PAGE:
Later in the story a very ill Queequeg has the ship's carpenter fashion a coffin for him, in the belief that he is dying. He carves a copy of the tattoos on his body onto the exterior of the coffin but he doesn't die and the coffin is corked to be used as the ship's lifeboat. It is this to which Ishmael clings after the Pequod is sunk in its final encounter with Moby Dick, the sole survivor of Ahab's journey of madness. This coffin-come-life-buoy is a powerful symbol of the life giving union between Queequeg and Ishmael. Their marriage, poignantly symbolised by the monkey-rope, is the lifeline of connectedness, a fragile link with sanity in a ship at sea with a captain intent only on revenge on a leviathan from the depths.

What kept my climbing into 'Hanging Rock' from becoming suicide was a determination to stay connected to an external reality. The pinpoint of light that I followed was akin to the monkey-rope; it linked me with the outside world and this in turn enabled me to see my own perilous state. In the difficult and traumatic experience that was the impetus for me to write this paper; a different traumatic experience to that of my childhood, the monkey-rope was a dream. In this dream I had broken my arm in three places. I set off on a journey to see the 'Lady of the Moon'. In my journey to find the 'Lady of the Moon' many people told me to turn back; it was a hopeless pursuit because the 'Lady of the Moon' did not see visitors but I travelled on regardless until I found her in a carriage. For Ahab there was no connection to reality, his obsession infected both his days and nights; it was a living nightmare. There was for Ahab, no monkey-rope; its antithesis his diabolical baptism of the harpoon, linking him not to life but to his own internal chaos, fanning the flames of his obsession into an inferno.

And I Only Am Escaped Alone To Tell Thee

In the epigram to the epilogue, Ishmael likens himself to the messengers of Job, each of whom ends his report with the words "And I only am escaped to tell thee" (Melville 2008 Epilogue). As a messenger there is nothing he can do, no action he can perform but as a witness of the destruction, he is able to give voice not only to the end result of unbridled madness, obsession, death and destruction but also to the end result of love, friendship and salvation. As the lone survivor of the wreck of the Pequod, Ishmael survives but appears a lonely figure, adrift on the Pacific Ocean. This loneliness emerges from his close encounter with death, through the unleashing of forces characterised by obsession, brutality, oppression and callous disregard for all else.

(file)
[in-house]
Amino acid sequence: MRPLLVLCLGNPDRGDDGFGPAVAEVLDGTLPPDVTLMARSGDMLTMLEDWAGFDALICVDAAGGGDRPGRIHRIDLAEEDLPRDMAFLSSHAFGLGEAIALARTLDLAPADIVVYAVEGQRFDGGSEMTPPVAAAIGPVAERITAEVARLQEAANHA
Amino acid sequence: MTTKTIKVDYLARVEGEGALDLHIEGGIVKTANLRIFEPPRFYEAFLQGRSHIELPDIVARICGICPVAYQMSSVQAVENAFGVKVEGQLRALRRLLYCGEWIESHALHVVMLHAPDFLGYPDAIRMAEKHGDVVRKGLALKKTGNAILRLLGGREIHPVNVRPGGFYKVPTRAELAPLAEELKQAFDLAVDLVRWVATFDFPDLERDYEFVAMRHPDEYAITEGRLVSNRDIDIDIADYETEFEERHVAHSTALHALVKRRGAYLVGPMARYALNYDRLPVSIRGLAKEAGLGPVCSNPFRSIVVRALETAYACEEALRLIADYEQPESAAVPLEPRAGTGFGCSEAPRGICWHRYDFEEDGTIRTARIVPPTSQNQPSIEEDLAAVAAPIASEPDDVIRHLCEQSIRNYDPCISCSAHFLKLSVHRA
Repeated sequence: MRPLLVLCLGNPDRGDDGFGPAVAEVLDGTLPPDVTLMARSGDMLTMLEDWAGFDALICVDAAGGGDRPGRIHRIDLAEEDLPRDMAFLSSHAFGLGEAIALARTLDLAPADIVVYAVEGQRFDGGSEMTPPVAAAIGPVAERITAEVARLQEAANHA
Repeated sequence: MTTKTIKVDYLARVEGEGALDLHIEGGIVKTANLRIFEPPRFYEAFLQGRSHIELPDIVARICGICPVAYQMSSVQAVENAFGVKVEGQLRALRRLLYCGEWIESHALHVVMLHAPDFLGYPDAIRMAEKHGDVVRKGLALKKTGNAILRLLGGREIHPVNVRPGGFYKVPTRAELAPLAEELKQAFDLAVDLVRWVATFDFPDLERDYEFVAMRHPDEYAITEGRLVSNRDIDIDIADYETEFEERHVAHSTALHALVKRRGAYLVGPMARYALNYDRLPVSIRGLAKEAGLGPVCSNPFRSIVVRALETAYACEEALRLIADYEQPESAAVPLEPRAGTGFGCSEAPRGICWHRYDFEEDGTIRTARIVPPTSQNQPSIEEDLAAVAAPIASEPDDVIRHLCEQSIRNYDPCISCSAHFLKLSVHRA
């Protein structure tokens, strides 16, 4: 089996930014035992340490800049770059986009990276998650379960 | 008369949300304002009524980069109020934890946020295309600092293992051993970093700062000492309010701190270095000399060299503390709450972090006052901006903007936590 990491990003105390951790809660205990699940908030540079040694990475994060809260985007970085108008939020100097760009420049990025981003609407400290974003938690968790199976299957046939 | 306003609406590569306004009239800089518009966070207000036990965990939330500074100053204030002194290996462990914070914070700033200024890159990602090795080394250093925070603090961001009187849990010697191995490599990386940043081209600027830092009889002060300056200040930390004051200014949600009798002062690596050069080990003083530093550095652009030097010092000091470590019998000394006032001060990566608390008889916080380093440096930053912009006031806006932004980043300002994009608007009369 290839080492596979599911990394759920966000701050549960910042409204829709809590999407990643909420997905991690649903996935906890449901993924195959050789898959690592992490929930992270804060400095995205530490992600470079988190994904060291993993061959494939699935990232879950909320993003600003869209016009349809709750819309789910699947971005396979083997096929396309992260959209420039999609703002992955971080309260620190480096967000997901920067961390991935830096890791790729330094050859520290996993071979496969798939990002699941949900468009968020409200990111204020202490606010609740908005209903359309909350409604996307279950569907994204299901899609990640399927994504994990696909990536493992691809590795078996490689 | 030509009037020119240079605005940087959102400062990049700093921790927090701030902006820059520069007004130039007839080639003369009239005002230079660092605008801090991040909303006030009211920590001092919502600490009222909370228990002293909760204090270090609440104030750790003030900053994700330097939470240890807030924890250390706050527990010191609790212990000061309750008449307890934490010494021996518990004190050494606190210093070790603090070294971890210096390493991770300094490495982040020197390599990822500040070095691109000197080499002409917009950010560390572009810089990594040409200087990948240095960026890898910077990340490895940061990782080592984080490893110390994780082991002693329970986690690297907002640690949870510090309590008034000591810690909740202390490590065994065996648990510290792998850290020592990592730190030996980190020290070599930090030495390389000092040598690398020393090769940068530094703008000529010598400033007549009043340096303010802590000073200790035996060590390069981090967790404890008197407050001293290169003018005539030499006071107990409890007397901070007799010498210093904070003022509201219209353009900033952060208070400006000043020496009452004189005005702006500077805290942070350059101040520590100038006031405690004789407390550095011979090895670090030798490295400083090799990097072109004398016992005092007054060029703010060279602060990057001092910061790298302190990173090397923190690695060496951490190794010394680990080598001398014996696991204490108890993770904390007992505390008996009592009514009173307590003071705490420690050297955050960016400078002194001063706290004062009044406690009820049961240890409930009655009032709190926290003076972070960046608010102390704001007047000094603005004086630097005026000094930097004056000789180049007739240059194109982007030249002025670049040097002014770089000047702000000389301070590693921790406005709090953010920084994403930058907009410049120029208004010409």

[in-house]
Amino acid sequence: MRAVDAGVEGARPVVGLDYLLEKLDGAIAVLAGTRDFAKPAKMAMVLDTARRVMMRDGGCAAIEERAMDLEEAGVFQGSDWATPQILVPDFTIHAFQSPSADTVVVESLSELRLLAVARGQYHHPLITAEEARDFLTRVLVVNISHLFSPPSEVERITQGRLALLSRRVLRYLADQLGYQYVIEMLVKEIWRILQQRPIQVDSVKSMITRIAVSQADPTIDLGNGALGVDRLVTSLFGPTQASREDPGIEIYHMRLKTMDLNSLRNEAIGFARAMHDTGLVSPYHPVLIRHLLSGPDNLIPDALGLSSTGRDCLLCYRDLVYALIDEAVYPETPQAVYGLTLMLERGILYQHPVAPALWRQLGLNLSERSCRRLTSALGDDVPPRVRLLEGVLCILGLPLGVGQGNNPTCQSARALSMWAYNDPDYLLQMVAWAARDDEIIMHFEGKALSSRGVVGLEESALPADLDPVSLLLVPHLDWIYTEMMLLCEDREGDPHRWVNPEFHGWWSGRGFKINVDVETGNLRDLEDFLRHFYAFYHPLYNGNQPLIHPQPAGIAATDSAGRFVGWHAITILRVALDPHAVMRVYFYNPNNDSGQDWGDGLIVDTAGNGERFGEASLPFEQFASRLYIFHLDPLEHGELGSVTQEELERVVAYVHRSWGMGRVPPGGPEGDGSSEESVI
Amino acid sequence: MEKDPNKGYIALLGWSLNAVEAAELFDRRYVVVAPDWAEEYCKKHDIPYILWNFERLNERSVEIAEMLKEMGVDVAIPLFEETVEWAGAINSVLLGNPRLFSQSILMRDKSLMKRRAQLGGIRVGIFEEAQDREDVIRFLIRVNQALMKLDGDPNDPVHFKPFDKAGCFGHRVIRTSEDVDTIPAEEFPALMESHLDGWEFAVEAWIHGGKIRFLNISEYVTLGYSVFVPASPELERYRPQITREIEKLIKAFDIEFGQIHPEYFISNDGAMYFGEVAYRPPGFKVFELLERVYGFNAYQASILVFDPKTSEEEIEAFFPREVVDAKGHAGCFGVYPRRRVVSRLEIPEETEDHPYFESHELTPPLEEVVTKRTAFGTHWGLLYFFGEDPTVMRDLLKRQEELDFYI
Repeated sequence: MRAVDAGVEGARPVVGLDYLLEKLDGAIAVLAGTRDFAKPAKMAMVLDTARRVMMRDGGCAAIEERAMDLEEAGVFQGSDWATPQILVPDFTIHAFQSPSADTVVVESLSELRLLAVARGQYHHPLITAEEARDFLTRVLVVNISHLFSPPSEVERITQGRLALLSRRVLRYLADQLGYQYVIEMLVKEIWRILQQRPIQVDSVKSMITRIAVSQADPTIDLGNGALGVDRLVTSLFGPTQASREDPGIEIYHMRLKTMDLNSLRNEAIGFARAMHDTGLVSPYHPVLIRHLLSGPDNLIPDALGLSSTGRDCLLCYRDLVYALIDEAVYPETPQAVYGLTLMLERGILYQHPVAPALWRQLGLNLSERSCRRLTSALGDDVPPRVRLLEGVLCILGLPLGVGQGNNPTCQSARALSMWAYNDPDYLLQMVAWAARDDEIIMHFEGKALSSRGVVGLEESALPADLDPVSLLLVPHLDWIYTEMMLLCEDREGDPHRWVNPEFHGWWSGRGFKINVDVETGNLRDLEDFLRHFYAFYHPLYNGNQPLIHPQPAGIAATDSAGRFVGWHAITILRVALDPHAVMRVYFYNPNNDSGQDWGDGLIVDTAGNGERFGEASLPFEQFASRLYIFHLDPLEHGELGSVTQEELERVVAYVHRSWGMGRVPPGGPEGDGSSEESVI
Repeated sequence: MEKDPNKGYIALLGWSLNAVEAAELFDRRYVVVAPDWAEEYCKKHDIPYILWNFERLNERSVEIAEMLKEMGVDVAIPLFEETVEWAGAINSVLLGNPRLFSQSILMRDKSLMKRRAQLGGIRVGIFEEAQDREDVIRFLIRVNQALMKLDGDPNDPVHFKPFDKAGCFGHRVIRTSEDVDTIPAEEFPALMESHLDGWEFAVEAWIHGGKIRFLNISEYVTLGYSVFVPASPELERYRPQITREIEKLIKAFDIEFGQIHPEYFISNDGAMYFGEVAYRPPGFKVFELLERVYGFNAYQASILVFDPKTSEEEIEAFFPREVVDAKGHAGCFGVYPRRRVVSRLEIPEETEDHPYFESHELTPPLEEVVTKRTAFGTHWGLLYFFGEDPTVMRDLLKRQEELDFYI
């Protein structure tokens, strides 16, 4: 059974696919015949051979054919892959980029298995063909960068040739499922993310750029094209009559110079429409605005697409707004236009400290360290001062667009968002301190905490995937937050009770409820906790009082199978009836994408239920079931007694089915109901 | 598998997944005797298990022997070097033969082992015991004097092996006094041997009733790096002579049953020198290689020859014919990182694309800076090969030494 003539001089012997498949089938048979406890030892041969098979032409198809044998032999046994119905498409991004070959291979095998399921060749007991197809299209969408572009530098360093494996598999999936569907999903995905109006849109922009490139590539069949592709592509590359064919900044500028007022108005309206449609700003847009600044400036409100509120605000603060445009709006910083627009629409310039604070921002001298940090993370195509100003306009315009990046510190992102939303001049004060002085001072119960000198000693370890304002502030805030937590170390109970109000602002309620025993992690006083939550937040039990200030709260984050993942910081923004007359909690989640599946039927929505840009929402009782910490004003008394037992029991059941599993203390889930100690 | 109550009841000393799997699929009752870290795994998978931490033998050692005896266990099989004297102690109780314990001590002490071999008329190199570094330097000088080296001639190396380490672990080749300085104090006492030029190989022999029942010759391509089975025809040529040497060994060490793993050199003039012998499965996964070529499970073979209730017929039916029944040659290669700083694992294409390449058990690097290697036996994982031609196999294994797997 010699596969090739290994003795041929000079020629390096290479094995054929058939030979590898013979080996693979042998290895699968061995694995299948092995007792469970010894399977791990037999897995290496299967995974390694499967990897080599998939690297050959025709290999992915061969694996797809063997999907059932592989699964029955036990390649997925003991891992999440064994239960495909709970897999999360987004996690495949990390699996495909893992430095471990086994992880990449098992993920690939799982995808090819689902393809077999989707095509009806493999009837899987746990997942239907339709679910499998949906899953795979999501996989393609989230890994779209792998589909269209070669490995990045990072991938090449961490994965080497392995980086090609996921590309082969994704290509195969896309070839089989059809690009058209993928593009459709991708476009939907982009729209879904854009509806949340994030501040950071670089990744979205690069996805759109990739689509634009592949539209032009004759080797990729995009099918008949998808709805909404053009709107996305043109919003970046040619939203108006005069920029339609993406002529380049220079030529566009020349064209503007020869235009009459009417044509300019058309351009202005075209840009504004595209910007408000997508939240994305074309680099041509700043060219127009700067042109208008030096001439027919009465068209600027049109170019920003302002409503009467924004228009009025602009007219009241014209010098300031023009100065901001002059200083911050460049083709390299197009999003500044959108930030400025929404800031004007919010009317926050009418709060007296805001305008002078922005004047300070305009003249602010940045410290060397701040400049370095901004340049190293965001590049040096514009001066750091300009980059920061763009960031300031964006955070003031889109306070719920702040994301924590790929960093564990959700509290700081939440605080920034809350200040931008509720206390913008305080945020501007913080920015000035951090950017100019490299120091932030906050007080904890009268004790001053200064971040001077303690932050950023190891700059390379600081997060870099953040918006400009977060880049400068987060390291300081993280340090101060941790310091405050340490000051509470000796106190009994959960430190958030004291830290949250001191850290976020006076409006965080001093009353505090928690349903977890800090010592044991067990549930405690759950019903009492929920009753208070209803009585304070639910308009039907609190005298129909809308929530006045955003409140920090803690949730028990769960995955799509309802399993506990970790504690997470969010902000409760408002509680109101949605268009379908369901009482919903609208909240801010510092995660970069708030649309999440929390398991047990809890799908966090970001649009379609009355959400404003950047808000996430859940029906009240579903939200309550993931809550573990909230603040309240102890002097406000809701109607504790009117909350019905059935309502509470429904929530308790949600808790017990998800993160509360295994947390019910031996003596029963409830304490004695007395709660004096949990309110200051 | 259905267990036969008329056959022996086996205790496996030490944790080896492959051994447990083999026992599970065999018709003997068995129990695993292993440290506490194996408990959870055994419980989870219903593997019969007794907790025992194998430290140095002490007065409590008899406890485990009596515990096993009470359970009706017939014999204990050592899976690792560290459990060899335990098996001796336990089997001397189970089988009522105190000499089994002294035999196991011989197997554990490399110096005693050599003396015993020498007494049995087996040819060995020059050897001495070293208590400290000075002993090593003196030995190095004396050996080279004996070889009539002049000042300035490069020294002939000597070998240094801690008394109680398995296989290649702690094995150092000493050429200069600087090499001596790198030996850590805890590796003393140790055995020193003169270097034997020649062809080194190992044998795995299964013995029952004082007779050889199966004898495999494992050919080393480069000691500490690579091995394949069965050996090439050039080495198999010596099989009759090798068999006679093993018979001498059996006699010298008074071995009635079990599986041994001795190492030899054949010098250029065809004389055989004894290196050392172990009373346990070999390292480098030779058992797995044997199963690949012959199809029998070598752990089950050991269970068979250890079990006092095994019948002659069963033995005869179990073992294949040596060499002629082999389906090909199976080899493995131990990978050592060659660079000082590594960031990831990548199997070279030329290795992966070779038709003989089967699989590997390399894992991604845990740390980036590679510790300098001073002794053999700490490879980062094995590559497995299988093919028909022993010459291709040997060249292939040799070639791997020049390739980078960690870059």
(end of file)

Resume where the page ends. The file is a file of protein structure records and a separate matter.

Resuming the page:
Whaling was a bloody and brutal affair. The cry, 'there's fire in the chimney' meant that the whale was spouting blood and dying; there was an inferno on board to help with the processing and reduction of the flesh from the stricken animal of the ocean depths into oil for lamps, heating and cooking. The whalers killed the adults, the pregnant, the calves; none were spared. If there ever was needed evidence of archaic remnants in civilised society then the whaling industry is a telling example. The saga and the industry have coherence.

"Moby Dick" is full of irony and symbolism: objects, persons and actions are powerfully charged with meaning. It is ironic that the Pequod is so decorated with whalebone it is almost like the whales that it must hunt. It is ironic that a lifebuoy, a sign of life, should have been made from a coffin, a sign of death. It is ironic that the colour white should be associated with evil. The white whale is itself perhaps the most enigmatic symbol in the work. To limit its meaning to life, to nature, to truth, to evil or raw intelligence would be facile. The white whale, Moby Dick, is all of these things and much more, but most of all, the white whale is itself.

Ishmael, the narrator of story, is a seemingly insignificant member of the crew. He is a mere chance fugitive from the wreck of the Pequod, owing his survival to fate. "It so chanced that ... I was he whom the fates ordained to take the place of Ahab's bowsman" (Melville 2008 Epilogue). There was no apparent reason for Ishmael's survival; he was no better than anyone else on board but he survives because the fates decided that the whaling voyage of Ishmael would end in this manner. As Queequeg's coffin-come-life-buoy erupts to the surface, Ishmael grasps hold of it and miraculously floats to safety, passed by the sharks and the sea hawks. The coffin, covered in a "mystical treatise on the art of attaining truth" (Melville 2008 p. 429) that Ishmael cannot read or understand even as he holds fast to it, is Queequeg's last gift to him. Queequeg's undecipherable tattoos, transferred from his body to the coffin are a complex symbol for this profoundest of experiences. It is a gift of love transcribed in an unknown language. Through holding on to this strange gift, Ishmael survives to bear witness to the cataclysmic end of the Pequod.

'The drama's done. Why then here does anyone step forth? - Because one did survive the wreck' (Melville 2008 Epilogue).